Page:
Religious Education


St Luke's Catholic Parish School shares and promotes the Vision for Religious Education, articulated by Brisbane Catholic Education and the Archdiocese of Brisbane; aspiring to educate and form students who are challenged to live the gospel of Jesus Christ and who are literate in the Catholic and broader Christian tradition so that they might participate critically and authentically in faith contexts and wider society.

St Luke's Catholic Parish School aligns the school Vision for Religious Education with the goal for learning and teaching as articulated in the Brisbane Catholic Education (BCE) Learning and Teaching Framework (2012): As a Catholic Christian community, we educate all to live the gospel of Jesus Christ as successful, creative and confident, active and informed learners empowered to shape and enrich our world.

Jesus Christ is always the centre of this Vision. Whilst remaining faithful to the original Christian narrative, a renewed expression or re-contextualised position is enacted to ensure that the Catholic Christian tradition is clearly visible in the contemporary context. Through engagement with the two complementary dimensions of Religious Education, the religious literacy and faith formation of students is recognised as students are challenged to become cultural agents in light of the Gospel, authentic witnesses to the mission of Jesus Christ in the world today.


Religious Education at St Luke's Catholic Parish School seeks to develop the religious literacy of students in light of the Catholic Christian tradition, so that they might participate critically and authentically in contemporary culture. Students become religiously literate as they develop the capacities and skills of discerning, interpreting, thinking critically, seeking truth and making meaning (National Catholic Education Commission, Framing Paper: Religious Education in Australian Catholic Schools, 2018).

The RE Program articulates a Catholic view of learning and teaching and is structured around the Model for Religious Education which emphasises the complementarity of the two dimensions of Religious Education: teaching people religion and teaching people to be religious.​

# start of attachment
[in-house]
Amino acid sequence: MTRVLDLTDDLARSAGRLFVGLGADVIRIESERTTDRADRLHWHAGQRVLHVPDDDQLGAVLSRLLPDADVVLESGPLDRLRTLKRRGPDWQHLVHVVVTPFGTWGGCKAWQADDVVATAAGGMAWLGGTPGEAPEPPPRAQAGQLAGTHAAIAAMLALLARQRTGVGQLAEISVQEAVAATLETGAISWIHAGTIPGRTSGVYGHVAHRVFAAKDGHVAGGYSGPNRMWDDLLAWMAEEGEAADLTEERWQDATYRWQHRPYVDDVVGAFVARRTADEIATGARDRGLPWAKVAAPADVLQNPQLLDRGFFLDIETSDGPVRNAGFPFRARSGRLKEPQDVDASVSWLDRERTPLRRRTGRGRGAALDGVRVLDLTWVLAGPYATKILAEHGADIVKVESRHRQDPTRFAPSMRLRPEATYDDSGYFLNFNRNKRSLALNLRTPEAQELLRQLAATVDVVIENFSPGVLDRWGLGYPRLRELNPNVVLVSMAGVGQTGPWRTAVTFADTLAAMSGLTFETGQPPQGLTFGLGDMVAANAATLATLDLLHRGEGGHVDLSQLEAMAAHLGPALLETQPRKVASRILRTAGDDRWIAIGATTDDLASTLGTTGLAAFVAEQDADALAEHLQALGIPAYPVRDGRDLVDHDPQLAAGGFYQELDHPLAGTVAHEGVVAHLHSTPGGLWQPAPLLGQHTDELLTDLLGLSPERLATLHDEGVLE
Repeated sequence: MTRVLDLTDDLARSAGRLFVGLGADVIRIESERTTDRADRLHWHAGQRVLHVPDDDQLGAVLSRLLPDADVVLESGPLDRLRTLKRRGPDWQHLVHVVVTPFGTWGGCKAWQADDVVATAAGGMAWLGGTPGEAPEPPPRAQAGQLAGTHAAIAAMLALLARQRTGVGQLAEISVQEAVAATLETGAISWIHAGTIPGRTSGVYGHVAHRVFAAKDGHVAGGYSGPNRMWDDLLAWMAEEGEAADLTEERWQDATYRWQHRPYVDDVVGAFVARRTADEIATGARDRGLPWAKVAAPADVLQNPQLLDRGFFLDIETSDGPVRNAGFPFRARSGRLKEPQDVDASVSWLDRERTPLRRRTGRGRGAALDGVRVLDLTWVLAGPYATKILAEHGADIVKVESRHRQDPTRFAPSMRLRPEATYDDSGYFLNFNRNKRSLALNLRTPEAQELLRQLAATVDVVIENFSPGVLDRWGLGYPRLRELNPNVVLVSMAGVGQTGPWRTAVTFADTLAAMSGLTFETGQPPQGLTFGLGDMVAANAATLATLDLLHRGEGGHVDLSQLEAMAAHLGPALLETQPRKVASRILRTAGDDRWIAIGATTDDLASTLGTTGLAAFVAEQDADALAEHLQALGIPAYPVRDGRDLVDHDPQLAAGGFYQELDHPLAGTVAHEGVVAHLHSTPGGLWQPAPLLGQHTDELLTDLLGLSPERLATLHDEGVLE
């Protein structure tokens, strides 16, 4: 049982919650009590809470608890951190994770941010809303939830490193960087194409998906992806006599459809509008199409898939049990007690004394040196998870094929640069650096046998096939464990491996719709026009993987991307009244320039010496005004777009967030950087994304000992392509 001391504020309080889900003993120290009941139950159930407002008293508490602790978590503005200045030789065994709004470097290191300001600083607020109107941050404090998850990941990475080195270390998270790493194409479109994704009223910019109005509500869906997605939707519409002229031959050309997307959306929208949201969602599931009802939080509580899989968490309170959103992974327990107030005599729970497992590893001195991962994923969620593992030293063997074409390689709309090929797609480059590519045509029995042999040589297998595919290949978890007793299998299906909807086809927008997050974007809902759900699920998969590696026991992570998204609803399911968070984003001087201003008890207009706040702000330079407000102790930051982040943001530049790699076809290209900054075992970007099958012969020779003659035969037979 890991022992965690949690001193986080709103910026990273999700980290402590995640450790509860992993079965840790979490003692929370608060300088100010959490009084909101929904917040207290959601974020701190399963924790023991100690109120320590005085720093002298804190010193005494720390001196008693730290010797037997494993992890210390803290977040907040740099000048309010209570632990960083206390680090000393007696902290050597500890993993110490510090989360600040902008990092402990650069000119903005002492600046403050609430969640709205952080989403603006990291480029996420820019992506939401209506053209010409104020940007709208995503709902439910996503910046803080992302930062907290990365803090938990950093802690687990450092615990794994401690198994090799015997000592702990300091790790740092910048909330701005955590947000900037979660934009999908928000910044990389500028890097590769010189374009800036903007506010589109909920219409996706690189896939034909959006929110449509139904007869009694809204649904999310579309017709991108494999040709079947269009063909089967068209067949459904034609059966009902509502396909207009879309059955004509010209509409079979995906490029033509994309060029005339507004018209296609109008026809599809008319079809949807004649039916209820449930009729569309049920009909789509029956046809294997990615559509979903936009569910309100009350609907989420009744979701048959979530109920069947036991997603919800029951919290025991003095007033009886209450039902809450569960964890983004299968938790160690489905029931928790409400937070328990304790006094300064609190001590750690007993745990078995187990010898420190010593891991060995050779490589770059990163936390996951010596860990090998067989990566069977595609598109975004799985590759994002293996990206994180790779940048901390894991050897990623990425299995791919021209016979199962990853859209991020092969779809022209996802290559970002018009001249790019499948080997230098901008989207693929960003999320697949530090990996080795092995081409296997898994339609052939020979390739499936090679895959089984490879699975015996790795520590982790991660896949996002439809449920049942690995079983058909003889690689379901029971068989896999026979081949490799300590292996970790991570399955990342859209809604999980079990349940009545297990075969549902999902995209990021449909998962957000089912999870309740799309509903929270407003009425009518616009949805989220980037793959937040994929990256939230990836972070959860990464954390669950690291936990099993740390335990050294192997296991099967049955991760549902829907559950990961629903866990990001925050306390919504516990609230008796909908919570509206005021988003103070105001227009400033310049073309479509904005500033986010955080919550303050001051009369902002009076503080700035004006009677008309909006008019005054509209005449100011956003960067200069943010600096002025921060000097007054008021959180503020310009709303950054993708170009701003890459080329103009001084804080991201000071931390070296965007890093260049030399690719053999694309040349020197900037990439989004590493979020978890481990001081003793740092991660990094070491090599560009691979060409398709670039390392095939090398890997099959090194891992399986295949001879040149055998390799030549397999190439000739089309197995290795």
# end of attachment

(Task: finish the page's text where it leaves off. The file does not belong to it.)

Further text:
The Religious Life of the School complements the formal Religious Education curriculum; integrating prayer celebrations, symbolic actions and the Sacramental life of our local Parish to sustain and nurture a distinctively Catholic religious atmosphere. This, in turn, supports the spiritual growth of students and the school community as a whole. The Religious Life of the School comprises four interrelated components: Religious Identity and Culture; Evangelisation and Faith Formation; Prayer and Worship; and Social Action and Justice. Each of these components, while mutually reinforcing, provides a significant focus on a distinctive aspect of the religious life of the school.

Liturgy, prayer and sacrament are vital aspects of the faith life of St Luke's Catholic Parish School. All children from Prep to Year 6 are invited to be involved in class prayers and liturgical celebrations. St Luke's recognises that prayer and worship have the potential to nourish the spiritual growth of all members of the school community. At St Luke's, prayer is celebrated in a variety of ways.

Through vibrant and engaging Religious Education, students become active constructors of culture rather than passive consumers. St Luke's recognises that each human person is made in the image and likeness of God and has an inalienable human dignity and worth.  Drawing upon Scripture, social justice programs and Catholic Social Teaching principles, St Luke's works to explore the themes of participation, stewardship, sustainability, peace, justice, cultural diversity and inclusion with all students.​

Sacramental Program - Parish

Whilst the school does not specifically prepare children for their first reception of the sacraments, it is committed to supporting parish-based sacramental catechesis. Children are taught, through the school's Religious Education Curriculum, about all seven formal sacraments. The specifics taught spiral in complexity, building on and expanding concepts according to the developmental level of the children.​